Spotlight

8 Conditions That Make a Difference

If schools want to know how they are faring in providing quality education, perhaps they should turn to the most direct source for some answers — their students.

This is the direction taken by the Quaglia Institute for Student Aspirations, which has done extensive research in this area. The institute has developed the My Voice© Student Aspiration Survey, which assesses student opinions by asking them to respond to a series of statements about their learning environment.

The survey was created to measure the institute’s 8 Conditions That Make a Difference,® which contribute to better student achievement. The conditions are as follows:

Belonging means that a student is a valued member of a community while still maintaining his or her uniqueness.

Heroes are people with whom a student can connect. They have a positive influence and listen to and value students’ ideas.

Sense of Accomplishment is based on being recognized for different types of success, including hard work and being a good person.

Fun and Excitement as a condition means students are inspired. Students are actively engaged and emotionally involved in their schoolwork.

Curiosity and Creativity become evident when students ask “why” or “why not” about the world around them.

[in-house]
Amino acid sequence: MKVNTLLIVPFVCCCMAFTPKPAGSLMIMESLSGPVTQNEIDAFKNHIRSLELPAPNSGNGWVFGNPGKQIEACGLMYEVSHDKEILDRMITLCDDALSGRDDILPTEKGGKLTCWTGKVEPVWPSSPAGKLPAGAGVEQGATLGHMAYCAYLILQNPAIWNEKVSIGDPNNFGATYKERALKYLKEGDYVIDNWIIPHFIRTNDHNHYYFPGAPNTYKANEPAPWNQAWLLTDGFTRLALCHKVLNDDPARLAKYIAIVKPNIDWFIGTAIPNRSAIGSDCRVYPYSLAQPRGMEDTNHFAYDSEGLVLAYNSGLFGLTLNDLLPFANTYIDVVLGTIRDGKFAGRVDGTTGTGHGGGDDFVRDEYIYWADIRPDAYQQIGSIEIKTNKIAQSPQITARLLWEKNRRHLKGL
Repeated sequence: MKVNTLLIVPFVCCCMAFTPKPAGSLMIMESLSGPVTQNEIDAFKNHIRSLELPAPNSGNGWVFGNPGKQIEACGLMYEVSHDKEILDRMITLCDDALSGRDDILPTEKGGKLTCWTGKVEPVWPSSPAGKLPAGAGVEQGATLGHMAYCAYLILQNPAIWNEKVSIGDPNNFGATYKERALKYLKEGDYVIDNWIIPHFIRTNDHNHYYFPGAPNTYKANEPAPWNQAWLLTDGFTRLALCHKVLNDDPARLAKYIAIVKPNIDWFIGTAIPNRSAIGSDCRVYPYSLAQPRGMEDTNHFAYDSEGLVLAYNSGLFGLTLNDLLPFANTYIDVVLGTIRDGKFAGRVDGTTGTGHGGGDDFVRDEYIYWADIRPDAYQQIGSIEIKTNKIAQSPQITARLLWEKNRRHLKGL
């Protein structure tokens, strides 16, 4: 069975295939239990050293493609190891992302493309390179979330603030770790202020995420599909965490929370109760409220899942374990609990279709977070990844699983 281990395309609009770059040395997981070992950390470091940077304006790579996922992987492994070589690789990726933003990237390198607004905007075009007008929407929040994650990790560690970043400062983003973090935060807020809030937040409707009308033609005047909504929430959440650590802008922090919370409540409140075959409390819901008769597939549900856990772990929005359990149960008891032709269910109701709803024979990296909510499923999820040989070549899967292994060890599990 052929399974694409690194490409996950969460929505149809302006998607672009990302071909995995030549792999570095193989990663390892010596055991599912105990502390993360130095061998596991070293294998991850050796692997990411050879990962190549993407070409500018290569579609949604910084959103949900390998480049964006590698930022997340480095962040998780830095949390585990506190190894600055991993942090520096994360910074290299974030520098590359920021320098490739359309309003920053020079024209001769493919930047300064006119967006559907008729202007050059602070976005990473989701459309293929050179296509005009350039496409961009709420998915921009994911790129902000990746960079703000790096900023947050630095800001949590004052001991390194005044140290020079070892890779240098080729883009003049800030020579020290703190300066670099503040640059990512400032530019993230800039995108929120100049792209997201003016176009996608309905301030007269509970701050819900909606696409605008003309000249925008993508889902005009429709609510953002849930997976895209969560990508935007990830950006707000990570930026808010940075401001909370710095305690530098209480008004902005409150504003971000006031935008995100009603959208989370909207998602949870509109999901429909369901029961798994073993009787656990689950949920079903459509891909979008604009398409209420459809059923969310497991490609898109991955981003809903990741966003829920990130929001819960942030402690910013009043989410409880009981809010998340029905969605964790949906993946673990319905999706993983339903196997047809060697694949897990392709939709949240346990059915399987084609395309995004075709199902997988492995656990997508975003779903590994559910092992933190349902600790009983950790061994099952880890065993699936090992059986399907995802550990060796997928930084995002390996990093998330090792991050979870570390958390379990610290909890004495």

Spirit of Adventure is experienced when students tackle something new without the fear of failure or pressure of success.

Leadership and Responsibility as a condition happens when students can make decisions and accept responsibility for their actions.

Confidence to Take Action is the extent to which students believe in themselves and are encouraged to dream about their future, while being motivated to set goals in the present.

As a result of the My Voice survey, schools such as Tahoma High School in Covington, Wash., have made relationship building a significant part of the curriculum.

“When we looked at the data from the survey, we quickly realized that we had a lot of work to do on the relationship side of being a great school,” says Tahoma Principal Terry Duty. “The data was undeniable — half of our students didn’t feel like they belonged or had a connection to school.”

The school now has an advisory program in which teachers, counselors, librarians, paraprofessionals, the principal and other staff members are assigned to 15 students in grades 10-12. The groups meet once a week for 30 minutes to talk about life, choices and growing up. Discussions range from building self-confidence and evaluating one’s ethical behavior to report cards and current events.

— Ray McNulty and Russell Quaglia